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Helpful tips to overcome a fear or a phobia

In this FAQ series with clinical psychologist Catherine Gallagher, we ask what someone can do to give themselves the best chance to overcome a fear or a phobia.

Anxiety and stress often go hand in hand, although very rarely do we stop to look at any differences between the two. In a world where anxiety feeds off stressful situations and puts us into a loop of perceived threat and uncertainty, it can be difficult to navigate a path forward. Fortunately, there are a few tips and tricks that can help.

In today’s world stress is something we are all familiar with. It comes as a very normal and natural response to a perceived threat, sending hormones through our body that ignite our Sympathetic Nervous System. The Sympathetic Nervous System, more commonly known as our fight, flight or freeze response, activates in order to deal with whatever harmful situation presents in front of us. Previously, such responses may have been triggered by such physical threats as being chased by a predator. In today’s world, however, threats come in all shapes and sizes – such as through emails, conversations or added responsibilities and deadlines.

Anxiety presents differently. Occurring in the absence of any true threat, anxiety activates the same stress response in our body. Our brain kicks into overdrive as we ponder all the ‘what ifs’ or negative past experiences, convincing ourselves that the threat - be it past, present or future - is real and needs to be dealt with in real time.

When experiencing anxiety, it can be easy to get ourselves locked into a negative feedback loop. Our brain conjures up unhelpful thoughts and feelings, praying on our insecurities and making situations appear worse than they may actually be. We catastrophize events in thinking of all the ways they could go wrong, and can often struggle to rationalize our responses or thoughts – instead, viewing the perceived stress as a personal attack, or ourselves as the root of the problem. Such lenses feed into our anxiety loop as our brain solidifies these thought patterns every time they occur.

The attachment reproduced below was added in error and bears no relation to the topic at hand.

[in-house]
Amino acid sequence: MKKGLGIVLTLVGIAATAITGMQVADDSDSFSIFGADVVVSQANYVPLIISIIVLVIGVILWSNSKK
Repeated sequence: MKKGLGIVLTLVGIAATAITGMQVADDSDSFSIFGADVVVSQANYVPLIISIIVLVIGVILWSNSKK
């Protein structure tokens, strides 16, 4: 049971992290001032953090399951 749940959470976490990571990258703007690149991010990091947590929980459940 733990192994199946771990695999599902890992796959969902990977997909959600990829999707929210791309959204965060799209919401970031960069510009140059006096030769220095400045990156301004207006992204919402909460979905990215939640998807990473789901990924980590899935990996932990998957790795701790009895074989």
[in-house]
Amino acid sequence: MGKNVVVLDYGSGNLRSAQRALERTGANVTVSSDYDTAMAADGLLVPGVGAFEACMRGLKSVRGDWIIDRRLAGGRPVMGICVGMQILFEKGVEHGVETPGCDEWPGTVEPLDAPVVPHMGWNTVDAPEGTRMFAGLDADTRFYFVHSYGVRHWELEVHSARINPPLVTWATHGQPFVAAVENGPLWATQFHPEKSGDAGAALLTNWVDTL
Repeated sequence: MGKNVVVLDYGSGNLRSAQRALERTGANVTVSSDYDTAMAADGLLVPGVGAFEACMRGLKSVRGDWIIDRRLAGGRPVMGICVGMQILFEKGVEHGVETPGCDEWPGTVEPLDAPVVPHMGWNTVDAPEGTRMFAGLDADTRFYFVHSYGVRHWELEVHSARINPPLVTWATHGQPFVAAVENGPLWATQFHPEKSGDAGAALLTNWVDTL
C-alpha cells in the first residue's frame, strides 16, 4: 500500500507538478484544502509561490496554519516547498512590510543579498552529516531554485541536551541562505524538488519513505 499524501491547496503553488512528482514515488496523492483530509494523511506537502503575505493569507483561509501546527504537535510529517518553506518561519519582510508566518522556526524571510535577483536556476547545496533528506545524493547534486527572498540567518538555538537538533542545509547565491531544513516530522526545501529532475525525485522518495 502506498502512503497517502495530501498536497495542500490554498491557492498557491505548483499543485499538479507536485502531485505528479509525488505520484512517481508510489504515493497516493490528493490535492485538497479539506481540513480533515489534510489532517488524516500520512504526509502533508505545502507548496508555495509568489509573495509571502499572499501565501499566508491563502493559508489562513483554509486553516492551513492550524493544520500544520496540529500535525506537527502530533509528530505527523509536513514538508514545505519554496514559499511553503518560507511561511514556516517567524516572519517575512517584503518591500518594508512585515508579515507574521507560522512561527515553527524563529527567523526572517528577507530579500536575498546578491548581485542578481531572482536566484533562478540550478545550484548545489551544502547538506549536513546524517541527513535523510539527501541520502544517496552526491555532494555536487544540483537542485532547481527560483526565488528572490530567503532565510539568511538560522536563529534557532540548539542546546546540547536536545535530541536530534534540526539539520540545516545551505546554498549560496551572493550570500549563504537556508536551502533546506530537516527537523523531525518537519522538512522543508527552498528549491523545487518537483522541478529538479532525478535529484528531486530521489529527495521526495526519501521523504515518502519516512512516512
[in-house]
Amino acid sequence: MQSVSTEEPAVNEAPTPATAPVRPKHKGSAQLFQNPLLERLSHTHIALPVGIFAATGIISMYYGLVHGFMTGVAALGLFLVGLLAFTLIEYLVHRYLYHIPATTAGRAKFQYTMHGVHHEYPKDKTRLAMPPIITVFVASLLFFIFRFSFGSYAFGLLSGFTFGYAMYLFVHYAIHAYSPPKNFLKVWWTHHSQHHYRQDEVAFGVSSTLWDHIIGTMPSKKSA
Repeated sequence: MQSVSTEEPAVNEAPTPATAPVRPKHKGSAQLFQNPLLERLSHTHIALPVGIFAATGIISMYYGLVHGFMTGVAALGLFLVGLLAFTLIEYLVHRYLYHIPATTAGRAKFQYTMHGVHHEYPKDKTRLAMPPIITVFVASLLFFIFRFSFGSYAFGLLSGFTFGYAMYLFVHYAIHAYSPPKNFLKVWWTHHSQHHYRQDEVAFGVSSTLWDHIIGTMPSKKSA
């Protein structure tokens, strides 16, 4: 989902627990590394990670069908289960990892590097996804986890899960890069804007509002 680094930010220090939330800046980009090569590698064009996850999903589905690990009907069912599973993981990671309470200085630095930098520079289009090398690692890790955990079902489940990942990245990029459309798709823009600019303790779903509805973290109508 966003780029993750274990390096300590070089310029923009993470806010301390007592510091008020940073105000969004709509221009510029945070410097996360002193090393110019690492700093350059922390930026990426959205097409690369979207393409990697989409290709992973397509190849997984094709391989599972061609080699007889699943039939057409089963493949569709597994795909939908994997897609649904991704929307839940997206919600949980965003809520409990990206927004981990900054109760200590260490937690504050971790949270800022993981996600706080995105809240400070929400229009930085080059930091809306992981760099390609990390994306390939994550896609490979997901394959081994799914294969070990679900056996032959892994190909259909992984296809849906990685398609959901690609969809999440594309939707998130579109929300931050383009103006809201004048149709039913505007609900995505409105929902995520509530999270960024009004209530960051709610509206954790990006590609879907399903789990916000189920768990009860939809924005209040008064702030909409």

The more frequently these thoughts occur, the harder they are to shift. We tell ourselves these ‘truths’ so often that we start to believe them as facts, building our level of anxiety every time we are placed in a similar stressful situation and convinced we already know the outcome. So how can we deal with such stress or anxiety? Fortunately, there are a number of tools we can add to our repertoire that can help.

When you feel yourself beginning to creep into that downward stress spiral, a good place to start with is your breath. Focusing on your breathing helps to draw focus away from your thoughts and focus on bringing more oxygen into your body. This helps to pull us out of the Sympathetic Nervous System and encourage us back into our Parasympathetic Nervous System (more commonly known as our ‘rest and digest' response).

One method in particular that can be beneficial for this is diaphragmatic breathing or 'belly breathing'. When we become stressed, our breathing tends to quicken and become shallow. This is the body’s way of trying to draw air faster into the body in order to provide more oxygen to our working muscles as we prepare for our stress response.

Diaphragmatic breathing does the opposite. Breathing deep from down in our belly, this technique encourages us to breathe in deeper through our nose, and exhale longer through our mouth – promoting a deeper in-breath on our next cycle. This allows our system to slow down, helping to settle and reconnect our brain with the feeling of safety and calm.